I recognize that comics have gotten more sophisticated, and the writing better (at least at the mid-tier level. I'll put 80s Roger Stern or Walt Simonson up against any writers from any time period, but i'll take Hickman and Fraction over Mantlo or DeFalco). But it seems to be at the expense of some of the basics. Doesn't mean one period is better than the other but it feels like we've gained in some areas and lost in others. And we're losing sight of what's important about Marvel. It's the shared universe, stupid.
And the contempt we see for that is actually part of why there's all this rage and a lack of acceptance. I think i'd be much more accepting of the Hulk having a family or General Ross turning into a Hulk if i wasn't afraid of the implications. Marvel spent the better part of 3 decades thrashing about after the Spider-Man/Mary Jane marriage. Is there going to be a Brand New Hulk event in 5 years when the next Hulk movie comes out and marketing realizes that every character in the movie is actually a Hulk-creature in the comic? Marvel rebooted the entire Spidey-verse and then made Flash Thompson Venom? That's why people howled about Franken-Castle. Awesome concept, but it changes the character. Are we sure we're ok with that? And often you can put the toys back in the toybox; they actually did a fine job of that with Punisher. But it's going to be pretty difficult to retcon away the Hulk's children, and it's going to be pretty difficult to believe that Ross can go back to generic Hulk hunting when this is all over.
I'm ok with - i prefer - the change. Preferably when it's lasting, but i'm even ok with the illusion of change that began (per Chris Tolworthy's mad-genius rantings) post-Shooter. It's when something can get ignored and rebooted just because a writer has a "great" idea, or to mesh better with some other media, that scares me.
What we really need here, and i'll try to wrap this up because i have a headache, is a bit of two-way acceptance. Marvel needs to come to grips with the fact that they've currently got about 100,000 readers, which is not a lot, but it's potentially a great fanatical fan base that can create mass success ala the Avengers movie. SuperMegaCo-Host Min was reading the latest Avengers vs. X-Men comic the other day in a public place and someone went up to her and said "Hey, is that any good? I used to read Marvel comics..." and she said "Nah, it sucks." (paraphrasing). I would've done the same. So yeah, Marvel's got 100,000 readers, but they're just as likely to badmouth as promote. Not a good situation. Most companies try to keep their current clients happy while expanding their market presence. When you're losing clients, you need to do some damage control. Marvel sometimes seems like it's at war with its readers. Throw us a bone. Acknowledge the importance of the shared universe and work to preserve it. No more Brand New Days. Don't give us a heart attack announcing "soft reboots". Try to figure out in advance where your tie-ins fit with the main crossover, and tell us. Stop fighting with us.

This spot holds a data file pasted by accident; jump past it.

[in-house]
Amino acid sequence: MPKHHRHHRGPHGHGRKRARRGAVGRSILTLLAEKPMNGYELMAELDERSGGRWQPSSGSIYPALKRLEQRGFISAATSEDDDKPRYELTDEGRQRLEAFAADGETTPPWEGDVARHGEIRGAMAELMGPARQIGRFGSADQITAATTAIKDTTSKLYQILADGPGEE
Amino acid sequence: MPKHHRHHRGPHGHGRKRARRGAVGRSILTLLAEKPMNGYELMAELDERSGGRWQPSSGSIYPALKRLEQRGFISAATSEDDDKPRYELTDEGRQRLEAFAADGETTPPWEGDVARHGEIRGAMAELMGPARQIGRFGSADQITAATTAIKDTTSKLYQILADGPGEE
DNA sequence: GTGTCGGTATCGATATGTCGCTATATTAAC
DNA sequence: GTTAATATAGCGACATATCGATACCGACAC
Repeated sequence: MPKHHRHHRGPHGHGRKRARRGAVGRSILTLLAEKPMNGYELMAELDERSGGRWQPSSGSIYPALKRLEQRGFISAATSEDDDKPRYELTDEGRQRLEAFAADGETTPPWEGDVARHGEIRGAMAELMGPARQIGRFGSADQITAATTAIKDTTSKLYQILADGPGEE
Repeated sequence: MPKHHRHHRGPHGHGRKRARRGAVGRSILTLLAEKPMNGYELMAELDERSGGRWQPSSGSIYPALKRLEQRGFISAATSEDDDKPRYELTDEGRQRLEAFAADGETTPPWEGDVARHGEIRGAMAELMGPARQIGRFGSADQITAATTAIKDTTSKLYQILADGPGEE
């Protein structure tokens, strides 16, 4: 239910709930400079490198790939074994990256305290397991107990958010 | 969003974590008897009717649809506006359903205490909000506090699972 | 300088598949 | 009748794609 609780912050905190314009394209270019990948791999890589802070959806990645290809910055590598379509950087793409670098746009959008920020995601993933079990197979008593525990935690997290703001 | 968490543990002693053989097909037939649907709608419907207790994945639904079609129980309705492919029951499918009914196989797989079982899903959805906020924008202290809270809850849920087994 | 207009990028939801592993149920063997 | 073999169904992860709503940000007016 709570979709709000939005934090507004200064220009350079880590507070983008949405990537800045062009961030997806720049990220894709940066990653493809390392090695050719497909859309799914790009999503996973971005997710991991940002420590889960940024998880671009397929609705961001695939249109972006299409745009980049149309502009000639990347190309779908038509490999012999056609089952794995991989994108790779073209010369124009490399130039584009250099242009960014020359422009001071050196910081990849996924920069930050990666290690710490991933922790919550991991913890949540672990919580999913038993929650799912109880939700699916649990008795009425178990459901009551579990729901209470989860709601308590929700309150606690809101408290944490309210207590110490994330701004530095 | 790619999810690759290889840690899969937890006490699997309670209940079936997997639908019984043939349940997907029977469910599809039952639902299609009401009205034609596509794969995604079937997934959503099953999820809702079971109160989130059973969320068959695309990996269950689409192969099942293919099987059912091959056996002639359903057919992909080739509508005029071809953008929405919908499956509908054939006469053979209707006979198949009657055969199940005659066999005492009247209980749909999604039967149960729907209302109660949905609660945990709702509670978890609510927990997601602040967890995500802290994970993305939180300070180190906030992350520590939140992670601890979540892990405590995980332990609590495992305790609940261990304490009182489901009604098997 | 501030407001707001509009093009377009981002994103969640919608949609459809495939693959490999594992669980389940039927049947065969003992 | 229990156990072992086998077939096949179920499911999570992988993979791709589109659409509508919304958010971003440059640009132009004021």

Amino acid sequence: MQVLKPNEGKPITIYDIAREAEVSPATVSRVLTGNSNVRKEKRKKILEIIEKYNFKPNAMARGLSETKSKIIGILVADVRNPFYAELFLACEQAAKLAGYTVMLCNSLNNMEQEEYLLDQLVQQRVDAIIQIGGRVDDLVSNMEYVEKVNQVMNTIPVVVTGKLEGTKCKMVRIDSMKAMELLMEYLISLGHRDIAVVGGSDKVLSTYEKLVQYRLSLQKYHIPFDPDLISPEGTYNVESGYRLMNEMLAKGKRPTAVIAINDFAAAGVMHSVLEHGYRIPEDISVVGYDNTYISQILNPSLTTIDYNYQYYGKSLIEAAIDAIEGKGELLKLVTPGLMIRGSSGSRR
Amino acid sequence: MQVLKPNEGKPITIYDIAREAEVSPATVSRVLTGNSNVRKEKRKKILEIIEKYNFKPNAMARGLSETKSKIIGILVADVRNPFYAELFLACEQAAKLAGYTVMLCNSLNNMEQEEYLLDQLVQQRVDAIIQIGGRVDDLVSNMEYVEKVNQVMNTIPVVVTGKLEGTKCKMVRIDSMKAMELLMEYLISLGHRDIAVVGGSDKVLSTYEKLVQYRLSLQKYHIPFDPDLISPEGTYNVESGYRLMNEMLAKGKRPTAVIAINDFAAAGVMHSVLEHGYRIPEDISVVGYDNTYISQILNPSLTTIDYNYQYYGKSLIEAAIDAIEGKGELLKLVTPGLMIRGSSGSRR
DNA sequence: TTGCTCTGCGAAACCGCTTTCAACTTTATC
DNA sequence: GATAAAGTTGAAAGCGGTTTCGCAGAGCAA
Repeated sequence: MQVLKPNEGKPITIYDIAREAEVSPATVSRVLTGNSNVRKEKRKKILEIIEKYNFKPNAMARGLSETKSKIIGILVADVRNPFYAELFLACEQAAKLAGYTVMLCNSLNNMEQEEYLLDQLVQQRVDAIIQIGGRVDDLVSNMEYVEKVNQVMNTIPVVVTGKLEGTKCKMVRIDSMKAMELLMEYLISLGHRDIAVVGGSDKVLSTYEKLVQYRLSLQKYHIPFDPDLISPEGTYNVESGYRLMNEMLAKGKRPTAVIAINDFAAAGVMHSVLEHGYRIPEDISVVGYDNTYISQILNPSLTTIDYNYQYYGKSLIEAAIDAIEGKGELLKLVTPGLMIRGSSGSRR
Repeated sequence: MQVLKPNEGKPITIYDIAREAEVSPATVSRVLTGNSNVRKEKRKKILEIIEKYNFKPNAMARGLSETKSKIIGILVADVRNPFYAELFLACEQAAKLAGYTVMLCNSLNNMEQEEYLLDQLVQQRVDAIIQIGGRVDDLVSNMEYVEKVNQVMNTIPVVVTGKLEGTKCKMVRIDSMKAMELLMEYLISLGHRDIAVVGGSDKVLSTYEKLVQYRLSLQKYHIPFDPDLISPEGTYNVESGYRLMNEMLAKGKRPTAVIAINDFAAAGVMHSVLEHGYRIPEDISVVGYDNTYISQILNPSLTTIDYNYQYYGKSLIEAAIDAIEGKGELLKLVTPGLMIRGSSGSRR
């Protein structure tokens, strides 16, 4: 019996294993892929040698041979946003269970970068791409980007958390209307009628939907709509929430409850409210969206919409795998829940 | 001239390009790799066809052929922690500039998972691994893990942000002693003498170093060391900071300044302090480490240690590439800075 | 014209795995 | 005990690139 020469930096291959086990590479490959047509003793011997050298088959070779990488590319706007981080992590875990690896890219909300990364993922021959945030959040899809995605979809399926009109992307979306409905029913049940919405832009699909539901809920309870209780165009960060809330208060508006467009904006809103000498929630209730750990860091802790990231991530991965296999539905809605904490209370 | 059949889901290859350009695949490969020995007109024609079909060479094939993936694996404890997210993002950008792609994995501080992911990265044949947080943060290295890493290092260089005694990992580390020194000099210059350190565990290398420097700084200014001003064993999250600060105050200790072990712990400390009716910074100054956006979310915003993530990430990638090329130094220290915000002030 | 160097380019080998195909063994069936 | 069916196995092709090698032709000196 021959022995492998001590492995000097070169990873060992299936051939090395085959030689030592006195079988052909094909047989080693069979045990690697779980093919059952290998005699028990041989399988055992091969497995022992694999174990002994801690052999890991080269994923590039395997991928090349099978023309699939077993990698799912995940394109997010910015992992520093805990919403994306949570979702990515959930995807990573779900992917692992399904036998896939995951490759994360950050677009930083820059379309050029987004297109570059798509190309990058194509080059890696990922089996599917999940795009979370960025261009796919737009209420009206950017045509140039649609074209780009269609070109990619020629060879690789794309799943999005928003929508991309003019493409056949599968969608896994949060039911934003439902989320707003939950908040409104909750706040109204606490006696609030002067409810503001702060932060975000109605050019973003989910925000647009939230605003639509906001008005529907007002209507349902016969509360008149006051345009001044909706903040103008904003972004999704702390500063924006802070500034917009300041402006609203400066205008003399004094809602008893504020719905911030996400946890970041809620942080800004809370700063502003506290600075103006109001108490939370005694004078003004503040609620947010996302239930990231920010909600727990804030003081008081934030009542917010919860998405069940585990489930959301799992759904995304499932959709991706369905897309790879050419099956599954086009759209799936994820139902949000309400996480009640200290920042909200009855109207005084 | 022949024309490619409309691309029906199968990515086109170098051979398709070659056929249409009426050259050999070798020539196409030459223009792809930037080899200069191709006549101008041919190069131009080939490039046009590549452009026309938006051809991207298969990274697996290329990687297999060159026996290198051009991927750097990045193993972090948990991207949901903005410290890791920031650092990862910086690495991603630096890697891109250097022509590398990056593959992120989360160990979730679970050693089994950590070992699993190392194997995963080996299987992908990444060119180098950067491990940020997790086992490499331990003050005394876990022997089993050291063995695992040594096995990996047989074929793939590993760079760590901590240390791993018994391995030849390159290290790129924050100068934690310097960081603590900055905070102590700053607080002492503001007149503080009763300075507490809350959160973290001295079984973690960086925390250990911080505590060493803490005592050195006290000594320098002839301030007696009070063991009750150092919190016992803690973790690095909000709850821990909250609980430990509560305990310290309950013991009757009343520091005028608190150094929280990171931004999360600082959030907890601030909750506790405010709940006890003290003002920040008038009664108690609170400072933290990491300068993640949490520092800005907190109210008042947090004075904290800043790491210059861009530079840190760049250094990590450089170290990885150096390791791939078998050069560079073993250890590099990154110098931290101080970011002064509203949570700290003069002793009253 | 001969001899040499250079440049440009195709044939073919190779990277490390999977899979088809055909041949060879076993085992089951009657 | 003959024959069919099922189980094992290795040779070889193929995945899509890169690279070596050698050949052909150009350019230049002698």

Oh, and get organized. There one more thing i wanted to bring up. If you check out The Hurting's thoughts on AvX, you will find this:
But you can't say that AvX is in any way arbitrary or unplanned: they've fairly clearly been planting the seeds for this story since somewhere around 2004. I believe them completely that this story has been brewing for almost a decade. The same people in charge of Marvel then are the same people in charge now; the same people writing AvX are the people who wrote all the other stories that fed into this one; and - at least on paper - this does actually appear to be the culmination of almost a decades' worth of event storytelling. But in actuality - well, yeah, this does read like the kind of story that they've been building to since 2004, in that it is so clearly a set of bullet points put together to clear out eight years' worth of dead-wood continuity problems.
I agree. In retrospect it does feel like there has been some uber-theme that's been building since Disassembled and/or House of M. And if so, i'm pretty excited about Marvel NOW! because it means a change in direction, finally. But the key here is that it only looks like there's a theme if you look at the big event level. House of M, Civil War, World War Hulk, Secret Invasion -> Dark Reign, etc. is all this building of a militarized super-hero force alongside a de-populated mutant minority, and at 10,000 feet that's an interesting story culminating in AvX. And it's a Marvel Universe size story. I should be thrilled! But in practice, at the individual level, character motivations are weakly defined and change from story to story without development, seemingly to fit the needs of the issue's plot, and it just hasn't been working. Reading that quote from The Hurting put me in mind of a story Friend Wanyas has relayed to me several times, that John Byrne has said that he and Claremont would get to talking on the phone about X-Men plots, and then the next thing he knew Claremont would be scripting stuff as if those plots had already happened. No idea if that's true, but it almost sounds like the same thing as what's going on here. The Marvel "Architects" get together and plan out the story beats at a macro level, and then go off and write their individual books and assume that the overall story is being taken care of, but it isn't. Someone needs to own that.
But going back to my two-way acceptance paragraph before i went down the Hurting tangent, fans need to make some compromises too. Give Marvel the benefit of the doubt when there's a mistake. Accept that we're a dying niche market, and that means higher prices, double-shipping popular titles, re-numberings, variant covers, and other gimmicks to keep books alive. And note that Marvel is reacting to fan criticism and experimenting with stuff. Avengers vs. X-Men has less tie-ins and supplementary mini-series than previous events (it's true!). And is this writing-by-committee approach on AvX an attempt to fix the uber-story coordination problem? It's not working - it might just be too late in this case - but we should acknowledge that they're trying something different. And i am personally committing to doing less bad-mouthing and pre-judging.
If nothing else, can we at least agree that the recent Captain Vegan appearances must have been a Skrull? Honey comes from bees; it's not vegan.